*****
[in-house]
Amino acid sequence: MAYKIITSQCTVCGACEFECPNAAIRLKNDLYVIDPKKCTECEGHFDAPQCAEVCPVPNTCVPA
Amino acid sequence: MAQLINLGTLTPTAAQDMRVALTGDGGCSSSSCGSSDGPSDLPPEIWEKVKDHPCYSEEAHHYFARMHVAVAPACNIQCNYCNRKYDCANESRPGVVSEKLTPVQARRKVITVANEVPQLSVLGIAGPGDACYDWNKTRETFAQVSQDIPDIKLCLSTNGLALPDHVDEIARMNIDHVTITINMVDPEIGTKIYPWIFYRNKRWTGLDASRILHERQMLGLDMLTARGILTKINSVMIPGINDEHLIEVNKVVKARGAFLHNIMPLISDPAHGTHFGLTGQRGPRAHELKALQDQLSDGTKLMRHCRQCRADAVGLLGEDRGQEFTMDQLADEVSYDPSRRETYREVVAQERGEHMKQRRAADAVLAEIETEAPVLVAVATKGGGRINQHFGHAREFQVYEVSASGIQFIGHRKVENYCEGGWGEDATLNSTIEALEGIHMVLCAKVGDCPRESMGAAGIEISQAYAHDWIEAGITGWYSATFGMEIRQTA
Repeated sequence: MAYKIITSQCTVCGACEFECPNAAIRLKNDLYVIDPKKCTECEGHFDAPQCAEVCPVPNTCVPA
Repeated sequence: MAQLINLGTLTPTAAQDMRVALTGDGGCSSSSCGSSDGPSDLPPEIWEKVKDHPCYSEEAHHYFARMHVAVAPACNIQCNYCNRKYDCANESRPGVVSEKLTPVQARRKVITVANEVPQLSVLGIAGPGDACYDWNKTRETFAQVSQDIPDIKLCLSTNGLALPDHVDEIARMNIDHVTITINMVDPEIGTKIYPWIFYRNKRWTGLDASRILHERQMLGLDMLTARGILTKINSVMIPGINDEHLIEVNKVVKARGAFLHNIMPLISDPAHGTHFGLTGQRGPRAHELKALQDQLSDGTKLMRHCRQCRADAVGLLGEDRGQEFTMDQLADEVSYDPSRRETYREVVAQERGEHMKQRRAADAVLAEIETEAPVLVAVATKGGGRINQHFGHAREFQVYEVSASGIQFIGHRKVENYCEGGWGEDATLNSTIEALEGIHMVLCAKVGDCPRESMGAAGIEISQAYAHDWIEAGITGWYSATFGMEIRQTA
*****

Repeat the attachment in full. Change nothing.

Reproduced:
[in-house]
Amino acid sequence: MAYKIITSQCTVCGACEFECPNAAIRLKNDLYVIDPKKCTECEGHFDAPQCAEVCPVPNTCVPA
Amino acid sequence: MAQLINLGTLTPTAAQDMRVALTGDGGCSSSSCGSSDGPSDLPPEIWEKVKDHPCYSEEAHHYFARMHVAVAPACNIQCNYCNRKYDCANESRPGVVSEKLTPVQARRKVITVANEVPQLSVLGIAGPGDACYDWNKTRETFAQVSQDIPDIKLCLSTNGLALPDHVDEIARMNIDHVTITINMVDPEIGTKIYPWIFYRNKRWTGLDASRILHERQMLGLDMLTARGILTKINSVMIPGINDEHLIEVNKVVKARGAFLHNIMPLISDPAHGTHFGLTGQRGPRAHELKALQDQLSDGTKLMRHCRQCRADAVGLLGEDRGQEFTMDQLADEVSYDPSRRETYREVVAQERGEHMKQRRAADAVLAEIETEAPVLVAVATKGGGRINQHFGHAREFQVYEVSASGIQFIGHRKVENYCEGGWGEDATLNSTIEALEGIHMVLCAKVGDCPRESMGAAGIEISQAYAHDWIEAGITGWYSATFGMEIRQTA
Repeated sequence: MAYKIITSQCTVCGACEFECPNAAIRLKNDLYVIDPKKCTECEGHFDAPQCAEVCPVPNTCVPA
Repeated sequence: MAQLINLGTLTPTAAQDMRVALTGDGGCSSSSCGSSDGPSDLPPEIWEKVKDHPCYSEEAHHYFARMHVAVAPACNIQCNYCNRKYDCANESRPGVVSEKLTPVQARRKVITVANEVPQLSVLGIAGPGDACYDWNKTRETFAQVSQDIPDIKLCLSTNGLALPDHVDEIARMNIDHVTITINMVDPEIGTKIYPWIFYRNKRWTGLDASRILHERQMLGLDMLTARGILTKINSVMIPGINDEHLIEVNKVVKARGAFLHNIMPLISDPAHGTHFGLTGQRGPRAHELKALQDQLSDGTKLMRHCRQCRADAVGLLGEDRGQEFTMDQLADEVSYDPSRRETYREVVAQERGEHMKQRRAADAVLAEIETEAPVLVAVATKGGGRINQHFGHAREFQVYEVSASGIQFIGHRKVENYCEGGWGEDATLNSTIEALEGIHMVLCAKVGDCPRESMGAAGIEISQAYAHDWIEAGITGWYSATFGMEIRQTA